Settlement of declaratory judgment action based on pre-filing statements insufficient to trigger 180-day exclusivity period

Teva Pharmaceuticals v. FDA (D.D.C. 2005)

Generic manufacturer Teva filed an abbreviated new drug application (ANDA) in 2000 seeking permission to sell generic pravastatin once one of the patents expires in April 2006(paragraph III certification) and an assertion that the generic version would not violate three patents on the drug (paragraph IV certification).  After Teva filed, several other generic manufactures filed parallel applications.

After approving Teva’s application, the FDA determined that Teva’s 180–day exclusivity period was started by the conclusion of a lawsuit between Apotex and BMS involving the same patents. (Under Hatch Waxman, the 180–day exclusivity is triggered by a “decision of a court” or “holding” that has preclusive effect.)

In that case, Apotex had sued BMS for declaratory judgment of noninfringement even though BMS had told Apotex that it would not sue on the patents based on Apotex’s proposed formulation.

BMS & Apotex reached a voluntary dismissal prior to any hearing taking place, and filed a “consensual stipulated dismissal” based on the pre-suit representations by BMS.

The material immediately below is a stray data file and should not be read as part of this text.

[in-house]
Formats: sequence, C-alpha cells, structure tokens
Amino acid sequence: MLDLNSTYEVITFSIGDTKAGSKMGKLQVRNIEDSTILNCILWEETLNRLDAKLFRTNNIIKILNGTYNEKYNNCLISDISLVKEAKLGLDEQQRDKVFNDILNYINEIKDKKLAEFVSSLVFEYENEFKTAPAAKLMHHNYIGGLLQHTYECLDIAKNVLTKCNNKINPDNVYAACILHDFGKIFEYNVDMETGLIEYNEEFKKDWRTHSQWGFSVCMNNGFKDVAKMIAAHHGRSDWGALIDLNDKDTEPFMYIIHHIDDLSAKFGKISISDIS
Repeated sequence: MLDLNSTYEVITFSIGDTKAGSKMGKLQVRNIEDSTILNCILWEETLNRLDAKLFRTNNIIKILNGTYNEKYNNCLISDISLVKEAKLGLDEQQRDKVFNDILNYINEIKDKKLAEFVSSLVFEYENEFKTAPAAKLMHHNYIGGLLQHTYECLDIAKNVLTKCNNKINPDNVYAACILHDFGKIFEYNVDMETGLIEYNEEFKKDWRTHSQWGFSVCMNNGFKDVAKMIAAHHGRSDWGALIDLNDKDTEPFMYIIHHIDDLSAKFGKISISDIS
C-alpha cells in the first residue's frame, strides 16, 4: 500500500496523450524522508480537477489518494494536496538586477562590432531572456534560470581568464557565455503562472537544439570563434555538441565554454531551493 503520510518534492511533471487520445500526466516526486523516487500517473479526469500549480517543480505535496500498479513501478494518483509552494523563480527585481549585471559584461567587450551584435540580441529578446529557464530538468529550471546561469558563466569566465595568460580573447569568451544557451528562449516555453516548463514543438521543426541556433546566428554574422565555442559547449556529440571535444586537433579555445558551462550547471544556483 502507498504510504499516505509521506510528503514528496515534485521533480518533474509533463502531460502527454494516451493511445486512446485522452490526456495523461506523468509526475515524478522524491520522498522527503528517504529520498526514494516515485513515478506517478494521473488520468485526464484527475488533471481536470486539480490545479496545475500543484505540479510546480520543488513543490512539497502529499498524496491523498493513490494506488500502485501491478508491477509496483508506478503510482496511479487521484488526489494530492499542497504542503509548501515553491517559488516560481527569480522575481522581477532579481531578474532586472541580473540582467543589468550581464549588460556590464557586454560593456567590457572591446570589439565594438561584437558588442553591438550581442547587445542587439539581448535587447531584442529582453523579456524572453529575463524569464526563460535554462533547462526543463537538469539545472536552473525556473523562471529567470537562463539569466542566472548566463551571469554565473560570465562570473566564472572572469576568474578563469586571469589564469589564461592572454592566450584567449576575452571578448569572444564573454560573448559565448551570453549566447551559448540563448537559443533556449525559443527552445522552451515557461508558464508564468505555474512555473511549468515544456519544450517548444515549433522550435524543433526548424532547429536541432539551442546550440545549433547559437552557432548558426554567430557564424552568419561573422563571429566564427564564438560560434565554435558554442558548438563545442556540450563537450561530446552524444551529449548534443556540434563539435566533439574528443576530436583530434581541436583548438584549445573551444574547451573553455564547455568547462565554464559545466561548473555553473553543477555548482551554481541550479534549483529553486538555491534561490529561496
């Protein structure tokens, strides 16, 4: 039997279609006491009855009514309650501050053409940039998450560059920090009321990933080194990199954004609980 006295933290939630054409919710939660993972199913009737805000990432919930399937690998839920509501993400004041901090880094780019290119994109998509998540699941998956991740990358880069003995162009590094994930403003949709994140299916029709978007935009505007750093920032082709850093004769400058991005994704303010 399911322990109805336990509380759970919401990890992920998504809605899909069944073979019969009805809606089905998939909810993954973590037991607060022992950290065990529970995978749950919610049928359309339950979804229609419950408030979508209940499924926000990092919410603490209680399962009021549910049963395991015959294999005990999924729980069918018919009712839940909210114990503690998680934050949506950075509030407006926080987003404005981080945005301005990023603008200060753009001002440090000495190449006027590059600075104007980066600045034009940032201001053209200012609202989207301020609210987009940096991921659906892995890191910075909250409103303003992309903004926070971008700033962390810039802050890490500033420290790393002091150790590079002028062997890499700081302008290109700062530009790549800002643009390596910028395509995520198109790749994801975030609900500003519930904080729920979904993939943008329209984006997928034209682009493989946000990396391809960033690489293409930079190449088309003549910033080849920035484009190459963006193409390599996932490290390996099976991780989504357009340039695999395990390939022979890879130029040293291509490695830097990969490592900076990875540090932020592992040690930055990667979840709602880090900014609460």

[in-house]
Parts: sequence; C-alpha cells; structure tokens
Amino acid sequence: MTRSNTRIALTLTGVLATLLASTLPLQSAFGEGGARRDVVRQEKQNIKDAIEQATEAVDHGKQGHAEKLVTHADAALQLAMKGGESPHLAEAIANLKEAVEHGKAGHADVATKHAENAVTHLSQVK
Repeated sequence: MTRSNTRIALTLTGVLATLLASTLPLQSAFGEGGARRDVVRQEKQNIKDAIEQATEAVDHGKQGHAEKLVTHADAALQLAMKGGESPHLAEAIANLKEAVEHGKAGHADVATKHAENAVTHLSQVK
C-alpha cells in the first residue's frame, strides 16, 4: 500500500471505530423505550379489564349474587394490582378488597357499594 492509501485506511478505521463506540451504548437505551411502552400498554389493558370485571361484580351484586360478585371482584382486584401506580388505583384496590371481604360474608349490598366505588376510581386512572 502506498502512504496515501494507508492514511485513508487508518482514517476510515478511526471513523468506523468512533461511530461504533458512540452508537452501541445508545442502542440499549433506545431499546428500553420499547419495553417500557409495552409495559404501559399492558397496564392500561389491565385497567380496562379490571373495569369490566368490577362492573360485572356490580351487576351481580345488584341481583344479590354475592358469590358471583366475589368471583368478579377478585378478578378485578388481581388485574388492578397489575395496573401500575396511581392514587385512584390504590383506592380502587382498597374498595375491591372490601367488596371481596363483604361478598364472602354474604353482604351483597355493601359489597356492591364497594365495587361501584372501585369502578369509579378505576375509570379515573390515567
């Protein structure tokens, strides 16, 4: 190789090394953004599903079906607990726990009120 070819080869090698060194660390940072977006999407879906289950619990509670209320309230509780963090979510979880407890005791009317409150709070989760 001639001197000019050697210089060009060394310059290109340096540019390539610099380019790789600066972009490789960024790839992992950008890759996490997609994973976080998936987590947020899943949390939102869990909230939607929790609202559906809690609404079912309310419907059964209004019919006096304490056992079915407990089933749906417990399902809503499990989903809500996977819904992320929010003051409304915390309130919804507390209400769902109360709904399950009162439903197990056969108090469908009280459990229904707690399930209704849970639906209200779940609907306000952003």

Teva argued that the Apotex-BMS settlement was not a “decision of a court” and thus should not have triggered the start of the exclusivity period.

The DC Court agreed with Teva, finding that the stipulated dismissal was insufficient to fulfill the requirements of Hatch Waxman.

The underlying terms of the stipulation are not physically incorporated into the four corners of the dismissal order, and there is no statement of a “good cause” finding on the face of the order. Neither Apotex nor BMS ever asked the district court to look beyond the signed stipulation, and no hearing or argument ever took place. Thus, the district court could only review the voluntary, private settlement agreement: it did not have to weigh evidence, or make any implicit determinations. Indeed, it did not even have to sign the document, and under Second Circuit and D.C. Circuit law, as well as Rule 41(a)(1)(ii), the filing of the signed stipulation of dismissal automatically effectuated the dismissal without any court action. The district court was divested of jurisdiction at the very moment that the stipulation, containing the signatures of both BMS and Apotex, was filed — there cannot have subsequently been any predicate finding of fact as to estoppel or any other issue. And there is nothing in the record to suggest that, notwithstanding this jurisdictional bar, any predicate finding of fact was actually made.

The Apotex-BMS decision was “not a court decision or holding” and “Teva’s 180-day exclusivity clock was never triggered.” As such, the D.C. Court determined that the FDA’s determination was “arbitrary, capricious . . . or otherwise not in accordance with the law” under § 706(2) of the APA.

Read the decision.